Pentagon Restricts Use Of Fitness Trackers, Location-Tracking Apps Over Security Concerns

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"It goes back to making sure we're not giving the enemy an unfair advantage and we're not showcasing the exact location of our troops worldwide", Pentagon spokesman Col. Rob Manning told reporters Monday. Otherwise, the Pentagon warned, using gadgets can potentially create "unintended security consequences and increased risk to the joint force and mission", states the 'DoD Policy on the Use of Geolocation-Capable Devices, Applications, and Services in Deployed Areas'.

The restrictions were issued some six months after the location and movements of US troops were included in a usage map published by the Strava fitness tracking company.

Military troops and Defense Department personnel deployed to sensitive areas such as war zones will no longer be able to use fitness trackers and cellphone applications that pinpoint their location.

U.S. military have been banned from using fitness trackers, smartphones and other devices and services over the fear that geolocation features might jeopardize the secrecy of American operations overseas, the Pentagon has announced.

While the Pentagon is not banning the devices, it is imposing restrictions on them.

The Pentagon announced in a Friday memorandum that it would be banning the use of Global Positioning System features on all devices and applications at locations "designated as operational areas". The map is not live, but shows a pattern of accumulated activity. Manning, the Pentagon spokesperson, said punishments for doing so would be "determined on a case-by-case basis" and that commanders would be given "some type of space to make decisions on the ground".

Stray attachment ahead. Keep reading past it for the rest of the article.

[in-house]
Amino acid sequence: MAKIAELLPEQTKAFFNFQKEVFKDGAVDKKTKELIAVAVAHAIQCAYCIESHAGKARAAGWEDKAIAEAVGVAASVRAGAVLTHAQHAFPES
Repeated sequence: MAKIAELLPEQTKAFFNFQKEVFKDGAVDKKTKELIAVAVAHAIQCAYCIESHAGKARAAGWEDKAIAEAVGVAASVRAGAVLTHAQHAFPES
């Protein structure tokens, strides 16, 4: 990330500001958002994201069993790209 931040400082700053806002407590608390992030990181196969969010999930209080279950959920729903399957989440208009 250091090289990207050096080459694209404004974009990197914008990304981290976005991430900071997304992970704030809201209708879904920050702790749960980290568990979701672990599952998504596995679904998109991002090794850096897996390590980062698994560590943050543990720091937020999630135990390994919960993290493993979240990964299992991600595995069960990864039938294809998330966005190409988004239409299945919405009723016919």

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The memo, obtained by AP, says apps present a "significant risk" to military personnel.

"Our military is operating in a new, hyperconnected world where off-the-shelf products are introducing threats to national security", said Bill Leigher, a retired US Navy rear admiral who's now director of government cyber solutions at Raytheon.

This is the second memo affecting the use of electronic devices that the department has released in recent months.

The new restrictions come after the fitness app Strava introduced a "heatmap" feature late a year ago showing where users workout, inadvertently making it easy to find hidden American military bases overseas.

Many popular devices and applications, including smartphones, smart watches, fitness and dating apps use geolocation and some applications could potentially not work with the geolocation features turned off. The Pentagon's response also comes after a Government Accountability Office (GAO) report to Congress calling for "enhanced assessments and guidance ... to address security risks in DoD" posed by internet of things devices.

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